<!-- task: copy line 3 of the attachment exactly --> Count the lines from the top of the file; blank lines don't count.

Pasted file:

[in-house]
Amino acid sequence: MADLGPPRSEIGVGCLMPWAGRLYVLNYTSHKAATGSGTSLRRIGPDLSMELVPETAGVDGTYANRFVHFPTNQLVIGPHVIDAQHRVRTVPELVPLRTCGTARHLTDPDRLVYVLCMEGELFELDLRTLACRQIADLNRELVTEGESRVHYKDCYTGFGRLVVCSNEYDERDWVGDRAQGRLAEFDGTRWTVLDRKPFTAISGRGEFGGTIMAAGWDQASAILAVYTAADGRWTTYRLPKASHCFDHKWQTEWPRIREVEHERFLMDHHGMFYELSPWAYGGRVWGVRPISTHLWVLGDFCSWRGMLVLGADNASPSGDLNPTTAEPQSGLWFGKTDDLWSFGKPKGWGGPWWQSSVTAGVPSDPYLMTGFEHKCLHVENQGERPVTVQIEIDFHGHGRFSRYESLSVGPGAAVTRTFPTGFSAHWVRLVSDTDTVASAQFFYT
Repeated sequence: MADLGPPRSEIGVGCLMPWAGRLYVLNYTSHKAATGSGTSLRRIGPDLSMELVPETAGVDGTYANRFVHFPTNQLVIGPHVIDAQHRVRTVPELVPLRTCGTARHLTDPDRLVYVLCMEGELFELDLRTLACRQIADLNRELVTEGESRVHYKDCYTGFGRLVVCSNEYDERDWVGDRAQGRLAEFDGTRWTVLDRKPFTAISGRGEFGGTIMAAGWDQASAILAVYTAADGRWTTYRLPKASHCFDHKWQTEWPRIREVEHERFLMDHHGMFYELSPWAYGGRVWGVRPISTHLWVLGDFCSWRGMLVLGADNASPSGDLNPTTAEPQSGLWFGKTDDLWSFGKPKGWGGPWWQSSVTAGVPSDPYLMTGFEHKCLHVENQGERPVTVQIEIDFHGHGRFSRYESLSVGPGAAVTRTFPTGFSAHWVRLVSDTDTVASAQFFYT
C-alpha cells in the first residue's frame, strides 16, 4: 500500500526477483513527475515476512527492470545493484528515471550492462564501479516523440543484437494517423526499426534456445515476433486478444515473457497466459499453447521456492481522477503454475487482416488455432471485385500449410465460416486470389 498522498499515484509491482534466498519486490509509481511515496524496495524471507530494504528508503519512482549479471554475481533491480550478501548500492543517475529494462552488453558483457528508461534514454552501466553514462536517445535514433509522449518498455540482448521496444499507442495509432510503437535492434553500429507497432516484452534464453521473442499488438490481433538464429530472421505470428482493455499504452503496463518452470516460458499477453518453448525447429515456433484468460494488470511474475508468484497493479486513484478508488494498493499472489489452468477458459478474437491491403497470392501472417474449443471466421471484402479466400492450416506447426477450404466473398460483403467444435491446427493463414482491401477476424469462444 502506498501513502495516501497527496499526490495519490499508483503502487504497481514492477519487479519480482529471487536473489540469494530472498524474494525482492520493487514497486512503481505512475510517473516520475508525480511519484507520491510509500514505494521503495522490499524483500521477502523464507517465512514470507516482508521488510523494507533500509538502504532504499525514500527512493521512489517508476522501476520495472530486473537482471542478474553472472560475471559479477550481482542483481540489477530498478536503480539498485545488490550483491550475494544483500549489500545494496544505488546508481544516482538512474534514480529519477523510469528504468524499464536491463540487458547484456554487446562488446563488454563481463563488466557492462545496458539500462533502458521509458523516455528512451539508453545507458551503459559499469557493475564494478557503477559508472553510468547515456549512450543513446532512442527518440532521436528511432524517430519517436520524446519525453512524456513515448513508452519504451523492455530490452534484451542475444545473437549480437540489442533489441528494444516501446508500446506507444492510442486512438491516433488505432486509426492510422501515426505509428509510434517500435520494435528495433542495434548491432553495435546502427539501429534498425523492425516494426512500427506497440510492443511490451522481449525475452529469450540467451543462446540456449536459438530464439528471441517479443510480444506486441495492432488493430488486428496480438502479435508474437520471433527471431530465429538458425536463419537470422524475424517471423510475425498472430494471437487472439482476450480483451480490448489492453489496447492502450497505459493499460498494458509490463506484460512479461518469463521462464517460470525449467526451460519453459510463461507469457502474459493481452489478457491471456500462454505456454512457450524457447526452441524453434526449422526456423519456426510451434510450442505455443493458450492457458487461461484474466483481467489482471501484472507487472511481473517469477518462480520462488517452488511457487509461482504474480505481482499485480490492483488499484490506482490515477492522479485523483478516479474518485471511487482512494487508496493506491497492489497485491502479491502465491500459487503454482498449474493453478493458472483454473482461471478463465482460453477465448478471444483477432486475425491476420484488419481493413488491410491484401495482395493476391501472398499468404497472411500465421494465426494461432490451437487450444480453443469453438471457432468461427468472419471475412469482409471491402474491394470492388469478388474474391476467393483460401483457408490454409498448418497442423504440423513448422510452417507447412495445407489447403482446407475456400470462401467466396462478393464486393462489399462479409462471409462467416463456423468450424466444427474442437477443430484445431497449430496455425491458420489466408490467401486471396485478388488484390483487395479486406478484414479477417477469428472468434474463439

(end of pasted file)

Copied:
Repeated sequence: MADLGPPRSEIGVGCLMPWAGRLYVLNYTSHKAATGSGTSLRRIGPDLSMELVPETAGVDGTYANRFVHFPTNQLVIGPHVIDAQHRVRTVPELVPLRTCGTARHLTDPDRLVYVLCMEGELFELDLRTLACRQIADLNRELVTEGESRVHYKDCYTGFGRLVVCSNEYDERDWVGDRAQGRLAEFDGTRWTVLDRKPFTAISGRGEFGGTIMAAGWDQASAILAVYTAADGRWTTYRLPKASHCFDHKWQTEWPRIREVEHERFLMDHHGMFYELSPWAYGGRVWGVRPISTHLWVLGDFCSWRGMLVLGADNASPSGDLNPTTAEPQSGLWFGKTDDLWSFGKPKGWGGPWWQSSVTAGVPSDPYLMTGFEHKCLHVENQGERPVTVQIEIDFHGHGRFSRYESLSVGPGAAVTRTFPTGFSAHWVRLVSDTDTVASAQFFYT